In September 2009, Obama did abandon George W. Bush’s plan to deploy interceptors inside the Czech Republic and Poland, deciding instead to go with a “phased adaptive approach” to install the interceptors on ships at sea, with the possible option of putting some a few years later in Poland and Romania. This decision stemmed, in part, from Obama’s broader desire to “reset” U.S.-Russian relations, which Bush had left in deep disrepair. But it also stemmed from the Pentagon’s analysis that a sea-based system would be better; the interceptors would be less vulnerable to a preemptive strike, and, because ships are mobile, they could deal with attacks from a broader range of foes.
So what did Obama mean when he said he’d have more “flexibility” in his second term? Flexibility to do what? To get at this requires, first, an understanding of why the Russians are so nervous about the prospect of a U.S. (or NATO) missile-defense program so close to their border, in the heart of their former empire.
That second question almost answers itself. No weapon is purely defensive, not even one that’s designed to shoot down an offensive missile. Back in the darkest days of the Cold War, the superpowers maintained a durable peace because of nuclear deterrence: If one side launched a nuclear attack, the other would retaliate in kind. Victory in any meaningful sense was impossible. But if one side developed an effective ballistic-missile-defense system, it could launch a first strike and, when the other side retaliated with whatever weapons survived the attack, it could shoot most of them down. Victory was possible, at least on paper.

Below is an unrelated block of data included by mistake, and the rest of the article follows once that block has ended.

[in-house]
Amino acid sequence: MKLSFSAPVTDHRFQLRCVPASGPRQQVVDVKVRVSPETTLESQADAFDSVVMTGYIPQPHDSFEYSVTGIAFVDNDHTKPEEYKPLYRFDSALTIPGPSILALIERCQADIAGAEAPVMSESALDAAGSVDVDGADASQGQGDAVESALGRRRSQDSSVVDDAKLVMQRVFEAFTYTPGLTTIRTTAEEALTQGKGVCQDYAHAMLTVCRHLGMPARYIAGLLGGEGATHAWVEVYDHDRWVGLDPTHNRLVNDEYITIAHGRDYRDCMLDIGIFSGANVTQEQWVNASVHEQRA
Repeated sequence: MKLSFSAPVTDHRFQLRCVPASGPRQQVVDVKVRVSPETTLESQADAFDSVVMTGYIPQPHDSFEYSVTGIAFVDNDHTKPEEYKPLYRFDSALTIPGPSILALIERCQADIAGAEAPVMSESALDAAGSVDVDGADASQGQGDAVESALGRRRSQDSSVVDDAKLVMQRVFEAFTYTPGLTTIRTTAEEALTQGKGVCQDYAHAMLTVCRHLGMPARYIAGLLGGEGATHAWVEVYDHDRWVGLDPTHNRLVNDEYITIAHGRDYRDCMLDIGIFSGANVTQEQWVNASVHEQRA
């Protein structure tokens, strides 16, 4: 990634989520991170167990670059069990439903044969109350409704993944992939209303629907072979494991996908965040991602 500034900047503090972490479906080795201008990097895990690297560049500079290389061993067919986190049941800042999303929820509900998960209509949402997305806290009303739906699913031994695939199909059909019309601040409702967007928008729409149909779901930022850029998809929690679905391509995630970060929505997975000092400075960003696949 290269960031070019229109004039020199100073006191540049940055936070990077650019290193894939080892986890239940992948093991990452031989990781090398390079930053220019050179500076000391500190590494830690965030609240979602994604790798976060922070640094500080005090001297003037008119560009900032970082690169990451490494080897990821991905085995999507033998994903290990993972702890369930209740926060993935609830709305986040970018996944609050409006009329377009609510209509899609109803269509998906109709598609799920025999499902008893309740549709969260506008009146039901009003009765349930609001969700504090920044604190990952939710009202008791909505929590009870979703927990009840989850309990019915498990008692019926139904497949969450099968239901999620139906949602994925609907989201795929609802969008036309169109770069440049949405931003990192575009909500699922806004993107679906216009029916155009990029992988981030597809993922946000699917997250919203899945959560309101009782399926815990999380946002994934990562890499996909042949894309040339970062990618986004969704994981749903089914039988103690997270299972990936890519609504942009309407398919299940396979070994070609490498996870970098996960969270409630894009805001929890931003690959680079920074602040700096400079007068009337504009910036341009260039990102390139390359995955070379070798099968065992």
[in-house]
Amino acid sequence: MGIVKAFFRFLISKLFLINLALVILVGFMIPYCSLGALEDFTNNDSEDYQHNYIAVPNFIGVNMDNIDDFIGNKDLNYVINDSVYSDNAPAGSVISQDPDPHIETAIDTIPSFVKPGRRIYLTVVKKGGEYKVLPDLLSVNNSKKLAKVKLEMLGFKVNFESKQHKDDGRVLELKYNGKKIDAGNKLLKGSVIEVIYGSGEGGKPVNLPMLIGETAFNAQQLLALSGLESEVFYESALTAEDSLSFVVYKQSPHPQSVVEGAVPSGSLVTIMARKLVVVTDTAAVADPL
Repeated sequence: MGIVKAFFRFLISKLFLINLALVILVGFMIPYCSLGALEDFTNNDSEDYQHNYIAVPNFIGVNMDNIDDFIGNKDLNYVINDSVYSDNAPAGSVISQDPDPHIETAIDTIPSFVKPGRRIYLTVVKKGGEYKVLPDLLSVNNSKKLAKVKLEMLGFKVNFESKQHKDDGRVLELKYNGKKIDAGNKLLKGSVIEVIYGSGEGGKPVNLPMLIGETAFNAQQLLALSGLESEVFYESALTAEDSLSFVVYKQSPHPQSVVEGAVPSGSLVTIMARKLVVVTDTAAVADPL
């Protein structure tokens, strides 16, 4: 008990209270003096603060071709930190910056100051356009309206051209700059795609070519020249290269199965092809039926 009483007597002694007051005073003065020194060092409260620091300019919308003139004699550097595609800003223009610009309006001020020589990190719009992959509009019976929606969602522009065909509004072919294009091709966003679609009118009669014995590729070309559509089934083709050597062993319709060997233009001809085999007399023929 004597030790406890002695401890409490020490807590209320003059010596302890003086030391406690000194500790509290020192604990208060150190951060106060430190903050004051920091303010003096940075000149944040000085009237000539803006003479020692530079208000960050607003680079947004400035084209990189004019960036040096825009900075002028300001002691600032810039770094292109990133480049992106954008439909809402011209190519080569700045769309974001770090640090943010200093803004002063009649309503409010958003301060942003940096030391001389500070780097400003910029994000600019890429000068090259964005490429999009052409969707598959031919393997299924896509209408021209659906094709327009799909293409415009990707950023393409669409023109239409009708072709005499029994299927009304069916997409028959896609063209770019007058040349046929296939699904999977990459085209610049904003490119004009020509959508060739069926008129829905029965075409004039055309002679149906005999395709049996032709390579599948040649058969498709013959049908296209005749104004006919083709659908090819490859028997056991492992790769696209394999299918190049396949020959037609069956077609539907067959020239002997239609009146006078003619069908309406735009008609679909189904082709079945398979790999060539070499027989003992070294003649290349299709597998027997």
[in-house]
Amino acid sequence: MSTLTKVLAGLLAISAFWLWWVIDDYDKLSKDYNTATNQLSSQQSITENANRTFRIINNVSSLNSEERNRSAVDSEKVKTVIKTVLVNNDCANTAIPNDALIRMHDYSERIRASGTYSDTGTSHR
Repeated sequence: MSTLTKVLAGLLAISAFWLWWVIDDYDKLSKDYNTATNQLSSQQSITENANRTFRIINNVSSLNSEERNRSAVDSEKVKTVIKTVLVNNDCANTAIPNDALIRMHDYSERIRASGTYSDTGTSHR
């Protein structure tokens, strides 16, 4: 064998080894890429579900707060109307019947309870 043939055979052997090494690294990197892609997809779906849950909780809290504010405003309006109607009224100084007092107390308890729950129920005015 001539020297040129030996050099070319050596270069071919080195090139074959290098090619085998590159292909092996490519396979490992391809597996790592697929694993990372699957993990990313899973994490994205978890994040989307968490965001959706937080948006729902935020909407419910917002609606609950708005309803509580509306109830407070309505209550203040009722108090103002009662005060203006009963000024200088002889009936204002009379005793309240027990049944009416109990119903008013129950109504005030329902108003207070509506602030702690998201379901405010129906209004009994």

This scenario, of course, was loony. Even in the most optimistic scenarios, the “winning” side would lose at least 10 million people, and suffer hundreds of billions of dollars in damages, as a result of the retaliation. (As Gen. Buck Turgidson, the George C. Scott character, in Dr. Strangelove put it, “I’m not saying we won’t get our hair mussed up …”) But really (readers under the age of 30 or so will have to trust me on this), educated scholars and statesmen actually held forth on such scenarios, with straight faces and furrowed brows, not just in the depths of the Cold War but well into the 1990s.
It is definitely bizarre that the Russians seem to be obsessing over this scenario so many years later. After all, even George W. Bush’s plan envisioned a couple dozen interceptors in Eastern Europe. No way they could have neutralized the Russians’ arsenal of well over 1,000 ballistic-missile warheads.
This is all true, for now. But a Russian might wonder about the future. NATO’s plan calls for these interceptors to grow in number, and to expand in range and power. By 2020, an upgraded version of the SM-3 will have, at least on paper, the ability to shoot down not just short-range missiles but intercontinental-range models as well. And the interceptors in Poland and Romania, as well as the radar in Turkey, may be well-situated to deal with missiles launched from Iran. But if you twist the compass a little, they could also deal with some launched from Russia.
Fred Kaplan is Slate's "War Stories" columnist and author of the book, The Insurgents: David Petraeus and the Plot to Change the American Way of War. He can be reached at firstname.lastname@example.org. Follow him on Twitter.